BrandingOpinion

How to present your branding on mobile devices

When purchases are just a click away, it's important to make your branding assets work well on mobile, argues Julie Strawson of Monotype Imaging and Brand Perfect.

Words: Julie Strawson

The proliferation of websites onto smartphones and tablets presents a huge opportunity for organisations to position their brands across differing web and mobile platforms. Your brand defines who you are, and just as important, helps you stand out from your competitors.

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For instance, with fonts being both the essence and genesis of branding and identity, the typography your brand sends out has a direct effect on a consumer’s perception of your company, your products and whether you seem trustworthy or not.

A key difference in the digital medium is that the presentation and consistency of a brand is of even greater importance towards initiating a relationship with a customer, since first contact to purchase can be only a click away. Here are a few ways to make your brand shine on mobile devices.

01. Achieve consistency with web fonts

Typekit is one of many services that enable you to use web fonts for your branding

Consistency is vital when mastering digital environments. Building brand loyalty can take years and incur huge budgets to develop an identity that the consumer likes and respects. It would be hugely detrimental to lose this when transferring the brand to digital mediums.

New technologies are now emerging which help to improve consistency. Web fonts were originally launched in 2009 to enable web designers, content creators and brand holders to access and extend their brand in the digital medium for their web communications that include branded sites, blogs, web content, campaigns and advertising, as well as personal sites.

Mainstream technology

Some of the largest online retailers are now getting to grips with web fonts as the technology has gone mainstream. Grazia, Le coq sportif and Kelkoo have all had complete overhauls of their websites and web fonts played a key role in improving their digital experiences.

As internationally recognised brands that trade all over the world, the revamped websites had to cater for ecommerce and m-commerce usage and it was imperative that their brand behaviour remained constant across all their international platforms.

02. Talk to each other

Brand perfection can only be achieved through good communication between designers, developers and creative directors

Web fonts can help with consistency, but how else do brands achieve brand perfection? The arising issues of creating a brand experience across multiple platforms has led to a disconnect between designers, developers and creative directors.

They need to understand the challenges that the industry is currently facing and open the communication channels in order to achieve strong brand messages across all media platform and a better experience for consumers.

Digital continuity

To achieve digital continuity, everyone involved needs a greater understanding of the development process. Too often a breakdown exists between the vision of the idea and the reality of technical execution, resulting in a compromise of brand positioning, an unsatisfactory customer experience and a potential delay to market.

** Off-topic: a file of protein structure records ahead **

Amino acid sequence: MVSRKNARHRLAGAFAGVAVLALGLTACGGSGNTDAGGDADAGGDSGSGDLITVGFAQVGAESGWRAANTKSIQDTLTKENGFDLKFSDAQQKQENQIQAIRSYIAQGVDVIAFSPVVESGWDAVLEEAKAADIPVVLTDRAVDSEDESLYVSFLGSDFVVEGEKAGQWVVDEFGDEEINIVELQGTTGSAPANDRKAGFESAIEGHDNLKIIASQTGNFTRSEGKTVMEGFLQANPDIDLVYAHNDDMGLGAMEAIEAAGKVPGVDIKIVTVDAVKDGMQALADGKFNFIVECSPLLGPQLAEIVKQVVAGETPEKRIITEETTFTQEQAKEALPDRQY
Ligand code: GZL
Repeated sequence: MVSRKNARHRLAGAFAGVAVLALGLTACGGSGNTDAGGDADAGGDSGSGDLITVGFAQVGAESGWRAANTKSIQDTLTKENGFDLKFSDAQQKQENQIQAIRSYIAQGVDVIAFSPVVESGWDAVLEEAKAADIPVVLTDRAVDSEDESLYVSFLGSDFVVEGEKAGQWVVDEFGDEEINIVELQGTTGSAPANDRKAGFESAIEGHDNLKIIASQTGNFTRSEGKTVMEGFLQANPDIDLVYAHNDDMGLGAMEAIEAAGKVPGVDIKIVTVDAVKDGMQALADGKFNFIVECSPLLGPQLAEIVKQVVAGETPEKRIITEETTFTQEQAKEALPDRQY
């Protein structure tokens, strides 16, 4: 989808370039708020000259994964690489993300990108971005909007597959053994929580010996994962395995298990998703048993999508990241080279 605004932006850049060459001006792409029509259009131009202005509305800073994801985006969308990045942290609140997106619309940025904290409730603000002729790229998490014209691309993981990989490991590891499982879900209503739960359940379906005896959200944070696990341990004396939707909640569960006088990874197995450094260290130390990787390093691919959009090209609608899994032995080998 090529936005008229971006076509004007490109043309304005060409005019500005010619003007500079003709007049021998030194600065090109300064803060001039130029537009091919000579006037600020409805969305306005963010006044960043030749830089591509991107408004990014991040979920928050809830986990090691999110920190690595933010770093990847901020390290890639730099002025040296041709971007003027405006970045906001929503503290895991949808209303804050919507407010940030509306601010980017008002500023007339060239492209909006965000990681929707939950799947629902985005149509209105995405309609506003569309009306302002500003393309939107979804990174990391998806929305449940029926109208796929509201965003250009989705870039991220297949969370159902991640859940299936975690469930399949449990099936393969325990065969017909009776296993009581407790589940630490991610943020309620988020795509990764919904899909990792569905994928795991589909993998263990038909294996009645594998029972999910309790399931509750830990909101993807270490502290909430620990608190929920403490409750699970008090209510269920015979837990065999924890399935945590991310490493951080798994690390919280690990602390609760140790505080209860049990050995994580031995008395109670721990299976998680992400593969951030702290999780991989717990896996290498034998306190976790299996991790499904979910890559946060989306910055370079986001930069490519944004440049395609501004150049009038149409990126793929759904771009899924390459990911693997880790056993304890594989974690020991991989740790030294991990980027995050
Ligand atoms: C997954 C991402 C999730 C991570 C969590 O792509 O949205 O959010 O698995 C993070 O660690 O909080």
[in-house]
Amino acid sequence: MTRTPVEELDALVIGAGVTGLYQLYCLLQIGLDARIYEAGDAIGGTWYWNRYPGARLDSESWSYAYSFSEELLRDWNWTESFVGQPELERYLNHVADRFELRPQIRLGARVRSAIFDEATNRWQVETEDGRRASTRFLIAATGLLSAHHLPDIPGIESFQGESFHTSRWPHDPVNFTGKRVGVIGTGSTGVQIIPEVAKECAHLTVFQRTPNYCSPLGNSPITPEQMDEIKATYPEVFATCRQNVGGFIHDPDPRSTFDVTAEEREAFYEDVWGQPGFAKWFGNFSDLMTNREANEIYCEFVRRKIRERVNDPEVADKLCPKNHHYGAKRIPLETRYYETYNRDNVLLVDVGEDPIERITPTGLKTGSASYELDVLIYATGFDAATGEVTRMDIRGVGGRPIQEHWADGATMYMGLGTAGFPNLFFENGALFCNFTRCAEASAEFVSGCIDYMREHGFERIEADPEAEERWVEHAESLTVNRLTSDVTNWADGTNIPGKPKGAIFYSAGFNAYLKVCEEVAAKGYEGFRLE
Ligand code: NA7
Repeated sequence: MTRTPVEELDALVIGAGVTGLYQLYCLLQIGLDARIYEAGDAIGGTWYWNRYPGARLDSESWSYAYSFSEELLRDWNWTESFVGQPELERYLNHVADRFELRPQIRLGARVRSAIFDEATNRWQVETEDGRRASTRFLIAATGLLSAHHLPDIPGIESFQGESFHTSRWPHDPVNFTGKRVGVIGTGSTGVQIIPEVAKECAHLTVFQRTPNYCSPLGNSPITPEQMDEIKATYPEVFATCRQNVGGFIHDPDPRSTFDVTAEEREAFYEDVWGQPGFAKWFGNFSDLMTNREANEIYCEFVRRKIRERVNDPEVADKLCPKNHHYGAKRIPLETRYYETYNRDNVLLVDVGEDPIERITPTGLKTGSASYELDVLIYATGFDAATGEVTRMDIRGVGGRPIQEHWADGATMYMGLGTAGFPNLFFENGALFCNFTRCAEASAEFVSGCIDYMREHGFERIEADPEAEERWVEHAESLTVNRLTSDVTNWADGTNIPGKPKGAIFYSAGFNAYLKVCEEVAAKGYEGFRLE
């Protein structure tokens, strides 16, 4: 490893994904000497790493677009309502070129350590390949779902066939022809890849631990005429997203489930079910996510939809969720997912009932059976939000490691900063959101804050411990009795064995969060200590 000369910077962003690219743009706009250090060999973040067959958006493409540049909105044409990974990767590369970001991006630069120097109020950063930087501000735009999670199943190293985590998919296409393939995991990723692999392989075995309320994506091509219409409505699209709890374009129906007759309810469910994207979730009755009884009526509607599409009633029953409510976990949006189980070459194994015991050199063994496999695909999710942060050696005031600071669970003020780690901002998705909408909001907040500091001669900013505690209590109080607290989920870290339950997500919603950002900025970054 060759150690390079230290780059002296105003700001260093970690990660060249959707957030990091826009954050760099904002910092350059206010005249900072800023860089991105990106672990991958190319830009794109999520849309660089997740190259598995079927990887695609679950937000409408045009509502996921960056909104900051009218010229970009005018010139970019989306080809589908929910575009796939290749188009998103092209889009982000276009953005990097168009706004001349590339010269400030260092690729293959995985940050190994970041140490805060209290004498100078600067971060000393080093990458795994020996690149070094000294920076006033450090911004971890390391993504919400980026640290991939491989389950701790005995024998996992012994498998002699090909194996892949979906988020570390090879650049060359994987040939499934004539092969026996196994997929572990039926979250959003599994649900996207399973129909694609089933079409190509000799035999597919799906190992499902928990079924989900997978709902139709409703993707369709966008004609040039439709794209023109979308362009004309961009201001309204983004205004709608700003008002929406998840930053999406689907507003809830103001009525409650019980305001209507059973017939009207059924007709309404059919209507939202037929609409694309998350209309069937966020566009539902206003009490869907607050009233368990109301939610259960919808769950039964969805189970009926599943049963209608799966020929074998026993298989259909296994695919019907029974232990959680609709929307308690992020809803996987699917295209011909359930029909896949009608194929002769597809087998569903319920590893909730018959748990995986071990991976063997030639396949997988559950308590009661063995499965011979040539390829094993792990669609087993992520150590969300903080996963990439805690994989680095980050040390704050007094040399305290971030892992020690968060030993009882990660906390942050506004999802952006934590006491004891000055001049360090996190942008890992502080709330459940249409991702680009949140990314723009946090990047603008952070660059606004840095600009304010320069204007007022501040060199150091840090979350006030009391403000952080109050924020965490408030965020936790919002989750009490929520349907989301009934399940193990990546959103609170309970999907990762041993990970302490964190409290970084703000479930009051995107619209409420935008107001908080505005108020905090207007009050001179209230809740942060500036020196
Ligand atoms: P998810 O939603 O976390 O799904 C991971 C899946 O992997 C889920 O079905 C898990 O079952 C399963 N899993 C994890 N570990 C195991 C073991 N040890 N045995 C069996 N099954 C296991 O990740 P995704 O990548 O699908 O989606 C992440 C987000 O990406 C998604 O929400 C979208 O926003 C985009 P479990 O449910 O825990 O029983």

This needs to be addressed by both sides early in the design process in order to ensure the project runs smoothly.

Better briefs

Clearer briefs and guidelines are essential to the process so that developers aren’t left to struggle to meet inadequate briefs leading to delays or unfinished development.

With the acceleration in the adoption of new digital platforms, brands and creative directors need to communicate and collaborate with their development teams to gain a deeper understanding of this process.

03. Focus on key areas

New devices are continually being released so brands need to be poised to adapt quickly

The key areas that brands should consider when trying to achieve brand consistencies are:

  • Fluidity: The concept of brand consistency may no longer be a case of the brand having to look familiar to ensure consistency. Brands need to be reliable and consistent in all aspects including design, tone, content and behaviour.
  • Adaptability: New devices will always be released so brands need to be poised to adapt quickly when the latest big thing is launched. However, if they have instilled predictable performance that the consumer inherently appreciates, the transfer will be easier.
  • Tone: The language and tone of the brand must be consistent regardless of context or digital medium in order to ensure brands don’t lose their identity. Failure to do so will leave a consumer alienated and detached.

Conclusion

If the uniformity from print to mobile isn’t there, then your brand is in serious trouble. We still see some companies jeopardising their reputations by not adapting their brands to be transferrable across digital media.

If your brand is not consistently extended across these platforms, then the ability to reach and connect with vast audiences through new digital media will be significantly reduced.

  • Julie Strawson is marketing director for Monotype Imaging, home of the Monotype®, Linotype® and ITC® typeface libraries. In 2011 as part of her work at there she founded the Brand Perfect community for brands, creatives and developers, to improve multi-channel customer experiences. Read our story about Brand Perfect here.

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Have you been involved in making brands work on mobile devices? Share your experiences in the comments below!

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